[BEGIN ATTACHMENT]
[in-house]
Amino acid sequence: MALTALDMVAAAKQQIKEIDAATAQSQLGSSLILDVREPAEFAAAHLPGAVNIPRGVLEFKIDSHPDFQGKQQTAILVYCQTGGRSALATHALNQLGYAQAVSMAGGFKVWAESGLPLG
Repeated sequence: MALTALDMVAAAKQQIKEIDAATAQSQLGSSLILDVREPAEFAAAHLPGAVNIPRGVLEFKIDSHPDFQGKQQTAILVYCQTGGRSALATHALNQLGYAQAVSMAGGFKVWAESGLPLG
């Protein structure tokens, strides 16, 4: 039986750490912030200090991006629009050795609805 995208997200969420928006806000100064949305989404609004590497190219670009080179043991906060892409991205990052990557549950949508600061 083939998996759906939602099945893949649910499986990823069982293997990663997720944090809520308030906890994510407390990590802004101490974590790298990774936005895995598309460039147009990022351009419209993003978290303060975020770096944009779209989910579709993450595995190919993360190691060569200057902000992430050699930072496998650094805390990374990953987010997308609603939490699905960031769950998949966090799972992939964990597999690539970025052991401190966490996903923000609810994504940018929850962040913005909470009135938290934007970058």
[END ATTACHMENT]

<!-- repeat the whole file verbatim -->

[in-house]
Amino acid sequence: MALTALDMVAAAKQQIKEIDAATAQSQLGSSLILDVREPAEFAAAHLPGAVNIPRGVLEFKIDSHPDFQGKQQTAILVYCQTGGRSALATHALNQLGYAQAVSMAGGFKVWAESGLPLG
Repeated sequence: MALTALDMVAAAKQQIKEIDAATAQSQLGSSLILDVREPAEFAAAHLPGAVNIPRGVLEFKIDSHPDFQGKQQTAILVYCQTGGRSALATHALNQLGYAQAVSMAGGFKVWAESGLPLG
């Protein structure tokens, strides 16, 4: 039986750490912030200090991006629009050795609805 995208997200969420928006806000100064949305989404609004590497190219670009080179043991906060892409991205990052990557549950949508600061 083939998996759906939602099945893949649910499986990823069982293997990663997720944090809520308030906890994510407390990590802004101490974590790298990774936005895995598309460039147009990022351009419209993003978290303060975020770096944009779209989910579709993450595995190919993360190691060569200057902000992430050699930072496998650094805390990374990953987010997308609603939490699905960031769950998949966090799972992939964990597999690539970025052991401190966490996903923000609810994504940018929850962040913005909470009135938290934007970058």